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Old permafrost carbon released

Posted August 19, 2013
Using indicator molecules, a team of researchers headed by ETH Zurich demonstrates that carbon stored in the Arctic permafrost is being mobilised in Eurasian river basins.
Eurasian arctic rivers transport carbon into the Polar Sea. Analyzes show that carbon is released from the permafrost. (Photo: Jorien Vonk)

Eurasian arctic rivers transport carbon into the Polar Sea. Analyzes show that carbon is released from the permafrost. (Photo: Jorien Vonk)

Arctic permafrost soils store vast amounts of carbon in the form of dead but not decomposed plant debris. Around half of the global soil carbon reservoir is stored in these permanently frozen Arctic soils. Through global warming, however, the permafrost is thawing to increasing depths, which may mobilise the carbon stored within. The amount of water drainage from rivers such as the Yenisey and the Ob in Siberia or the Kalixälven in Northern Sweden, which drain vast land areas, has also changed. Due, among other things, to a changing precipitation regime, these rivers are conducting more water away into the seas than a few decades ago, also transporting the carbon from their basins towards the sea. The main concern for scientists is that the activity of microbes or other organisms that live off organic matter and exhale CO2 could cause carbon that has been stored for thousands of years to get back into the atmosphere – and in a big way.

Age of tracer molecules determined using carbon dating

Consequently, researchers from ETH Zurich and the University of Stockholm set about finding out whether “old” carbon from permafrost areas of Arctic Eurasia is being mobilised and transported through large river basins, ranging from Northern Sweden to Eastern Siberia, to the sea. They took sediment samples from near the mouths of these rivers and isolated three types of carbon compounds, the sources of which could clearly be identified. These so-called tracer compounds include organic molecules derived from lignin, a rigidifying biopolymer in higher plants, plant waxes that form a protective coating on leaf surfaces, and a group of compounds abundant in mosses. The researchers were able to determine the age of these molecules using radiocarbon dating.

First concrete evidence of mobilisation

Based on this age diagnosis, the research team headed by Timothy Eglinton, a professor of biogeoscience at the Department of Earth Sciences, were for the first time able to assess contributions of old carbon from permafrost soils to riverine carbon. Furthermore, the scientists were able to demonstrate that permafrost soils where the frozen areas are interspersed with gaps release more old carbon than those where the permafrost is uninterrupted. This coincides with the different permafrost profiles that Eurasia exhibits from west to east. “In Far Eastern Siberia, the majority of the mobilised carbon comes from the surface layers,” says Eglinton. In the European part of Eurasia and Western Siberia, however, water can penetrate the soil between the frozen permafrost areas more effectively, release the carbon previously stored for thousands of years, and carry it to the sea.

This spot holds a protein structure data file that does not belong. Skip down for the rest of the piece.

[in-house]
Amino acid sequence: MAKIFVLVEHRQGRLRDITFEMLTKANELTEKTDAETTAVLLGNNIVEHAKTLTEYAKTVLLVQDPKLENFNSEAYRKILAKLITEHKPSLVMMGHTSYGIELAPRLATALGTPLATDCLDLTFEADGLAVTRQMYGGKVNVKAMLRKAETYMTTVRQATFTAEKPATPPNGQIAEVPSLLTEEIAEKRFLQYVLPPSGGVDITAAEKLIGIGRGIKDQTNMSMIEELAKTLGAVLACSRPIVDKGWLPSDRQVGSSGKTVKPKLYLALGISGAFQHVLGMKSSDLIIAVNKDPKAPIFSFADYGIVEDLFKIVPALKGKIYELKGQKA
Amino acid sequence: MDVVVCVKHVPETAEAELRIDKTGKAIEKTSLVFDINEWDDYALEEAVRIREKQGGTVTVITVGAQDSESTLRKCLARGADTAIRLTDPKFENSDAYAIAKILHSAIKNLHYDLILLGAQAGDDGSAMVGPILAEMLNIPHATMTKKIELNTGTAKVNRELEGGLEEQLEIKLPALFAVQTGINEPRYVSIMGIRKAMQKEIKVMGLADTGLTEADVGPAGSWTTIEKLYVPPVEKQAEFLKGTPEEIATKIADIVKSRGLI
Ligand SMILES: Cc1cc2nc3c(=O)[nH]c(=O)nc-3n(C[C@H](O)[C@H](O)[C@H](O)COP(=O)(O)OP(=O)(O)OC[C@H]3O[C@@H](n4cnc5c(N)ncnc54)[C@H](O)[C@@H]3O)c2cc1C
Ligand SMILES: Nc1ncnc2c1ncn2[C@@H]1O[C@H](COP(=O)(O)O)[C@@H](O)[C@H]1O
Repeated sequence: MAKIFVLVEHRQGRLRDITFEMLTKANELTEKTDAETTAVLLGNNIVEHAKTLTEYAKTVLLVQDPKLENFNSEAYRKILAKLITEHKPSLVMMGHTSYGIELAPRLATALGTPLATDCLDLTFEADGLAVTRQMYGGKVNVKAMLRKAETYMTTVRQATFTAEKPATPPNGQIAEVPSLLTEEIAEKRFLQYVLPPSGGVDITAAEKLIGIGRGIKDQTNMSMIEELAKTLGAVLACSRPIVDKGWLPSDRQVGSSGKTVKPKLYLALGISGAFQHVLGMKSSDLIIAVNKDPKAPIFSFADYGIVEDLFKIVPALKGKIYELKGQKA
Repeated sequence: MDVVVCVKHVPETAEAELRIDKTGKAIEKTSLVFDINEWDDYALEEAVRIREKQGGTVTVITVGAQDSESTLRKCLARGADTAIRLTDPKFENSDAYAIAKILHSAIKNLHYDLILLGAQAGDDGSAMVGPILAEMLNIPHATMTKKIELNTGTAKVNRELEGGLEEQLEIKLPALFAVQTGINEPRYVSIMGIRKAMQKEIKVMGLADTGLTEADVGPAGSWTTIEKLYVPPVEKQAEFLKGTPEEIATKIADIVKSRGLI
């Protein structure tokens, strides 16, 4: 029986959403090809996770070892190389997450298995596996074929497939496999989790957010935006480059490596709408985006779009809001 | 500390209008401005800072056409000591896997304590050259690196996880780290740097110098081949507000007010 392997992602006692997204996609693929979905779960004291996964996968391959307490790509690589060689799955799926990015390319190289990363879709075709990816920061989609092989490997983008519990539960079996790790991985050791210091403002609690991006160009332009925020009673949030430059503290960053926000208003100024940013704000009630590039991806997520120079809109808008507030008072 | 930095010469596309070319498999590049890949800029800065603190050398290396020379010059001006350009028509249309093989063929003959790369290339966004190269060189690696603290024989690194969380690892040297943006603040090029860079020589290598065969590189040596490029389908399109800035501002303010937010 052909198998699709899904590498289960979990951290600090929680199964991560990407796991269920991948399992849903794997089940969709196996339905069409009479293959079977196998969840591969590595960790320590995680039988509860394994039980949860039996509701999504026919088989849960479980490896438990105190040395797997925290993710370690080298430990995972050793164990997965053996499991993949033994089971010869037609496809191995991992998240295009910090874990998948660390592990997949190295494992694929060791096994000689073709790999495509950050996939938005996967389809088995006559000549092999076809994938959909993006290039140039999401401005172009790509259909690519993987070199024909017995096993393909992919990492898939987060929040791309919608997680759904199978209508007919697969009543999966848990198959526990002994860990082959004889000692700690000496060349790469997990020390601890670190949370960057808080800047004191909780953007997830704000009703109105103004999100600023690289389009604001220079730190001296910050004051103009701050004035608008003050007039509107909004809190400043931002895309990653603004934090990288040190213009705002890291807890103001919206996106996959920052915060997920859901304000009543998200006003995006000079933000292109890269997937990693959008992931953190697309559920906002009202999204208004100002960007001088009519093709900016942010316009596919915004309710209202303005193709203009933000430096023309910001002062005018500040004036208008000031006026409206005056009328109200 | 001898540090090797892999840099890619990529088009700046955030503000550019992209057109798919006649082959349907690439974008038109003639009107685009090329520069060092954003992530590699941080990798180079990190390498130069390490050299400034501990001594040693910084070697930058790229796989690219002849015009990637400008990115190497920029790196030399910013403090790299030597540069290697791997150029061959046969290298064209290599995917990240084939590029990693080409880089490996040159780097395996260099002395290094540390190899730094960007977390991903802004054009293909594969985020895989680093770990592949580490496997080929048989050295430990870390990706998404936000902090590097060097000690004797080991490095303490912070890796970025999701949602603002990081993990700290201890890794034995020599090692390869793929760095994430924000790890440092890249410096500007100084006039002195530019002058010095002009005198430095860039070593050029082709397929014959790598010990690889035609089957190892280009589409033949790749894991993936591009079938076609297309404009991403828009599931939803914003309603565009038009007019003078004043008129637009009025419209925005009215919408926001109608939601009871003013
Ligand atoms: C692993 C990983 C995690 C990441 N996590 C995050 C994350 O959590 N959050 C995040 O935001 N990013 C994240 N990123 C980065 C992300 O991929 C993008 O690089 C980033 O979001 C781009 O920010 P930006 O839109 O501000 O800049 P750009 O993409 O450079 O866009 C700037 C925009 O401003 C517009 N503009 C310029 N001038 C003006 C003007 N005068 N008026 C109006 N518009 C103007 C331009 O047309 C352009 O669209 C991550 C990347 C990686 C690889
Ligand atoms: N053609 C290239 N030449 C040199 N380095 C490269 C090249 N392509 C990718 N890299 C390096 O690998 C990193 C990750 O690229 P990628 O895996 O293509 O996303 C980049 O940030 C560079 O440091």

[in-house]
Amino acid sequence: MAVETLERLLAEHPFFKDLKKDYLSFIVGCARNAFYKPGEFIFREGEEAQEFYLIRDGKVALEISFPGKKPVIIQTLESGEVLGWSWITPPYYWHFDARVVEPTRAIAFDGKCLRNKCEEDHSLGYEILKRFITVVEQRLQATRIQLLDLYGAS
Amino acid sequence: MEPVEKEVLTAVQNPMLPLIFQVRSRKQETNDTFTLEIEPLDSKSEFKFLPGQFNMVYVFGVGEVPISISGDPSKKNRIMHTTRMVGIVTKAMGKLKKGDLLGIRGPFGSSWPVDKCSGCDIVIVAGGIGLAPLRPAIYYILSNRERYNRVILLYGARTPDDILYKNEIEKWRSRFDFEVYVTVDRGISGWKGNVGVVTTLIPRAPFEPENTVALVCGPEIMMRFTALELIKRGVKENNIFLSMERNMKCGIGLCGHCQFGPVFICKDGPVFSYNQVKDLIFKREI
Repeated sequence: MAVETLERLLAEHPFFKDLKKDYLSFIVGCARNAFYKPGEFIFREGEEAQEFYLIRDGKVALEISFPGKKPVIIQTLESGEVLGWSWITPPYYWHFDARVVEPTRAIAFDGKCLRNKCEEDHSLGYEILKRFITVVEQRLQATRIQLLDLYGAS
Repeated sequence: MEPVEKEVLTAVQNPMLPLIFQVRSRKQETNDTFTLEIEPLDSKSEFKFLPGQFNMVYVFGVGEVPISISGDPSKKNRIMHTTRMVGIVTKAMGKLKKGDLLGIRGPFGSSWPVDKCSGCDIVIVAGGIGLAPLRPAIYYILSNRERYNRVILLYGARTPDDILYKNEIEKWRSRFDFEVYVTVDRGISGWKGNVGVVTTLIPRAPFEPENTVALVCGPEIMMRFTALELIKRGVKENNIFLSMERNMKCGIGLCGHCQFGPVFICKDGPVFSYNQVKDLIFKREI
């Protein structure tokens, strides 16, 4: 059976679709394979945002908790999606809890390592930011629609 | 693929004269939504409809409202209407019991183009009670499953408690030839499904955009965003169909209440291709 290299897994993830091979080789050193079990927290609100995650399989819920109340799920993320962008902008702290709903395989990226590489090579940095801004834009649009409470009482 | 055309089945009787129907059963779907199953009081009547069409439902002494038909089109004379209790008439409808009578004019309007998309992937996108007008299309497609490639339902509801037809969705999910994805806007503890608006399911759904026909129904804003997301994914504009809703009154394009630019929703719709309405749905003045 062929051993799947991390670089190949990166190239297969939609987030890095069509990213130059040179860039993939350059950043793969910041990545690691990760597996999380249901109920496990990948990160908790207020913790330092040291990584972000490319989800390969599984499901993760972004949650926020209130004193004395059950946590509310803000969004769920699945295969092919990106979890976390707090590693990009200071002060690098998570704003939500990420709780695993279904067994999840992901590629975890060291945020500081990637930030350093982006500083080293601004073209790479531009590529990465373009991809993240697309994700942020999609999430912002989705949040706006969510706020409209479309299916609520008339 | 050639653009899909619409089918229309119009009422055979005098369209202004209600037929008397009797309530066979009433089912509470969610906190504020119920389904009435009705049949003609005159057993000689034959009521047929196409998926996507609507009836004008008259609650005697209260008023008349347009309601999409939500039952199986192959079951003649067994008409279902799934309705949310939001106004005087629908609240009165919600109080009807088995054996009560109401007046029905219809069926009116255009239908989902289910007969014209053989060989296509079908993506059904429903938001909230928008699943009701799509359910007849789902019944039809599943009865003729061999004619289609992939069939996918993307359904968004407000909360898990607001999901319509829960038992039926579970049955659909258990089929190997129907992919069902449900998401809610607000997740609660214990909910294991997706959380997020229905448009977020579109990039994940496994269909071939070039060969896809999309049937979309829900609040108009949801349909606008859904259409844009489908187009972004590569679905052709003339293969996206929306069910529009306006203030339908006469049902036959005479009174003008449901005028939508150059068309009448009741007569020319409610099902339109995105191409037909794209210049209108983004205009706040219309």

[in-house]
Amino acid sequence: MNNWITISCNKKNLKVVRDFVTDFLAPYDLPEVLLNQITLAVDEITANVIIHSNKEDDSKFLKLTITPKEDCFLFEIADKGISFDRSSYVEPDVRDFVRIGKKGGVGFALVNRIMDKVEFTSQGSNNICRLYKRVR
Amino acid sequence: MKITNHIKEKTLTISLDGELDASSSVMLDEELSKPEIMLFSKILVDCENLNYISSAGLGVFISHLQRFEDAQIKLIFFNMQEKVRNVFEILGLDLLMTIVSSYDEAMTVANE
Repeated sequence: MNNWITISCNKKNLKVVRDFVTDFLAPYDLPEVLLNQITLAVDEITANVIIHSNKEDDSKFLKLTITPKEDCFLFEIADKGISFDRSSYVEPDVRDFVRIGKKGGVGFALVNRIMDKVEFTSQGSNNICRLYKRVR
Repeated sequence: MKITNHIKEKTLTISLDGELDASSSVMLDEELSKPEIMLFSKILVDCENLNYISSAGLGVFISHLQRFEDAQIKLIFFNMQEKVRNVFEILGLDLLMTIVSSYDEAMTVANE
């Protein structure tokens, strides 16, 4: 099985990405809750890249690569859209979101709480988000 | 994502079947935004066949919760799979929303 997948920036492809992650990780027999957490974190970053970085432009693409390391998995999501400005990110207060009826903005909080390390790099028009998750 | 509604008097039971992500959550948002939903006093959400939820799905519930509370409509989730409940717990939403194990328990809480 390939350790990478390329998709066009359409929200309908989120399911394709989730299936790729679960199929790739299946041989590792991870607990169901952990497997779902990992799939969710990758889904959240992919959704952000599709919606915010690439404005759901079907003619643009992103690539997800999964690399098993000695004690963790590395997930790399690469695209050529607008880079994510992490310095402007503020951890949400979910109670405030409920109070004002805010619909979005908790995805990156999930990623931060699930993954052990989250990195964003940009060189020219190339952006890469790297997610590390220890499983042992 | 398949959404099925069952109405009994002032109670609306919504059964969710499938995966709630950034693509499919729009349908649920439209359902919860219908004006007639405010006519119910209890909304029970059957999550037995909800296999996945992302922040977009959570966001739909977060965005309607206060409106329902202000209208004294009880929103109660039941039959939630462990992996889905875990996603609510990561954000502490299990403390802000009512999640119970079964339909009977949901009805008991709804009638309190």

Using carbon dating, the geoscientists were able to measure age differences of up to 13,000 years between young and old terrestrial components. “The age difference between the various carbon sources is particularly great in the Arctic due to the release of old permafrost carbon,” says Xiaojuan Feng, a postdoc under Eglinton and first author on the study just published in PNAS. This leads the researchers to the conclusion that lignin represents a tracer of surface carbon sources and plants waxes reflect old permafrost.

Carbon thousands of years old released

Based on documented changes in river discharge and on relationships of radiocarbon age of lignin tracer molecules with water run-off from the river basins, the researchers calculated that the proportion of carbon from permafrost has increased by five per cent in the last twenty years. “While masked by changes in other carbon sources, mobilisation of the carbon from the once deep-frozen soils appears well underway,” says Eglinton. This proportion of this carbon is still fairly modest, and how it will change in the future remains unclear. “Nevertheless, our new results go a long way towards helping us to understand and assess the links between climate warming and the behaviour of different carbon sources in the Arctic more effectively,” stresses Eglinton. It will now be interesting to extend the molecule-specific carbon dating analyses to other sediment archives in order to examine the release of carbon from Arctic permafrost soils and the past climate more effectively.


Source: ETH Zurich

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